Mortality in eating disorders - results of a large prospective clinical longitudinal study.

About this resource

OBJECTIVE To report on long-term mortality in anorexia nervosa (AN), bulimia nervosa (BN), binge eating disorder (BED), and eating disorder not otherwise specified (ED-NOS), causes of death, and predictors of early death. METHOD A large sample of consecutively admitted inpatients (N = 5,839) was followed-up on vital status through the German civil registry office. Of these patients 1,639 were treated for AN, 1,930 for BN, 363 for BED, and 1,907 for ED-NOS. Data from the main inpatient hospital treatment were applied to bivariate and multivariate Cox regression analyses on survival time from onset of eating disorder to death or end of observation. Standardized mortality ratios (SMR) were computed matched for age, gender, and person-years. RESULTS SMR were 5.35 for AN, 1.49 for BN, 1.50 for BED, 2.39 for narrowly defined ED-NOS, and 1.70 for widely defined ED-NOS. Patients with AN died earlier than patients with BN, BED, or ED-NOS who did not differ. A diagnosis of AN, chronicity, later age of onset, not living in a relationship, and an irregular type of discharge from index inpatient treatment were major predictors of a shorter time to death. Suicidality was a univariate predictor of a shorter time to death in BN only. AN patients mostly died from natural causes related to their eating disorder. DISCUSSION Mortality in AN is excessive and considerably higher than in BN, BED, and ED-NOS. (c) 2015 Wiley Periodicals, Inc. (Int J Eat Disord 2015).

AuthorFichter, Manfred Maximilian & Quadflieg, Norbert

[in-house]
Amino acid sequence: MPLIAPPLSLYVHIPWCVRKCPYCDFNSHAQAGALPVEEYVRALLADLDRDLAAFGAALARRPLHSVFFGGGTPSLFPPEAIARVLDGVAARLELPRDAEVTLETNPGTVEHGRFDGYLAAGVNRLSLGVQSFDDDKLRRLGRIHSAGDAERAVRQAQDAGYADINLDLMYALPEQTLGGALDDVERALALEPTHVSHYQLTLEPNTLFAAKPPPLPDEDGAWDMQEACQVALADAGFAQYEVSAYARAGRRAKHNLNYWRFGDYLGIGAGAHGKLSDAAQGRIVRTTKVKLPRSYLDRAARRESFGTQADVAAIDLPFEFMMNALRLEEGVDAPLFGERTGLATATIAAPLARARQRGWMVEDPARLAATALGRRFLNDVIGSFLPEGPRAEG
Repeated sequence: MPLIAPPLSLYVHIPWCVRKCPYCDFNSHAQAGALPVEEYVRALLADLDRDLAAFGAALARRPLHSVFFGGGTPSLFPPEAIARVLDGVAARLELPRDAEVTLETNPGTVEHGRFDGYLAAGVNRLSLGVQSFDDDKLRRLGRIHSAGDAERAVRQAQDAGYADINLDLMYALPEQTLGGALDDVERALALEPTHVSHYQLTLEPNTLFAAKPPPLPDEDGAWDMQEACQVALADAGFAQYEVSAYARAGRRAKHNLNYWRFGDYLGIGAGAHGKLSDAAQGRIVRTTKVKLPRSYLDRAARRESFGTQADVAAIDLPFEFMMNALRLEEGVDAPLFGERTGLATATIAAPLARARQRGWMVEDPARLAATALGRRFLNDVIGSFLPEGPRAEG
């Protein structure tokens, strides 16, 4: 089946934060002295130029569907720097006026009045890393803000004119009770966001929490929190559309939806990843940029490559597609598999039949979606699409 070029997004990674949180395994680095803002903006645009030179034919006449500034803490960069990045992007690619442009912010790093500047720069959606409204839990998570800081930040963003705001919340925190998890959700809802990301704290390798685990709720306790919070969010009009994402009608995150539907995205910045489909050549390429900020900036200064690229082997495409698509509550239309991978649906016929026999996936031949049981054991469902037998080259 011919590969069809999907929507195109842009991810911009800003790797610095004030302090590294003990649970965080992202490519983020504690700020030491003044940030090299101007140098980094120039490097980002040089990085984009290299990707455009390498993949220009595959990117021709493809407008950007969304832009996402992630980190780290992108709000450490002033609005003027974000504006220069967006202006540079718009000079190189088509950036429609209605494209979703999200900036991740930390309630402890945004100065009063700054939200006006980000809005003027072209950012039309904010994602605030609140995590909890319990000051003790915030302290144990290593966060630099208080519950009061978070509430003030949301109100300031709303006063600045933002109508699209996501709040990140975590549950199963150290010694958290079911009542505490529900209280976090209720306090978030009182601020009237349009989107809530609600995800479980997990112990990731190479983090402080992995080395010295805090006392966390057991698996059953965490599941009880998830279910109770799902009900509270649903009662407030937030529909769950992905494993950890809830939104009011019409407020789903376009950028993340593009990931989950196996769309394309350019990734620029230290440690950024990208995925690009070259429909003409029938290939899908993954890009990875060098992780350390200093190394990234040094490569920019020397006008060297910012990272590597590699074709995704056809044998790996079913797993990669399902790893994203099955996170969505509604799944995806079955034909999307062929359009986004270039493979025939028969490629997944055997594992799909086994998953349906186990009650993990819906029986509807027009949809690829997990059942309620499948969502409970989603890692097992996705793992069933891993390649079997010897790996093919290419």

JournalThe International Journal of Eating Disorders
Volume49(4):391-401
Year2016

See also

Religious coping style as a predictor of the severity of anorectic symptomology.

A review of the literature concerning the relationship between anorexia nervosa (AN) and religion reveals two disparate themes: religion as a cultivator of AN, and religion as a recovery benefactor.

Read more

Early weight gain predicts treatment response in adolescents with anorexia nervosa enrolled in a family-based partial hospitalization program.

OBJECTIVE: Improved treatment outcome in family-based treatment (FBT) for anorexia nervosa (AN) is predicted by weight gain occurring early in the course of treatment (i.e., about 4 lbs by week 4).

Read more

Attention allocation to illness-compatible information discriminates women with active versus weight-recovered anorexia nervosa.

OBJECTIVE: Biased attention for disorder-relevant information plays a crucial role in the maintenance of different mental disorders including eating disorders and might be of use to define recovery beyond symptom-related criteria.

Read more

Issue 71: Diabetes and dieting: Risk factors for eating disorders

Editor’s NoteDiabetes and eating disorders: Dr Beth SheltonDieting and children: Dr Laura HartPart 2: Video interview with Royal Children’s Hospital nurse Claire MayUpcoming events – ANZAED Autumn workshops Editor’s NoteWelcome to a new year and a new start in 2021.

Read more

Help us improve!

Give us feedback!

We will continue throughout 2020 to update and improve the NEDC website and welcome any feedback you may have on the site.

Provide feedback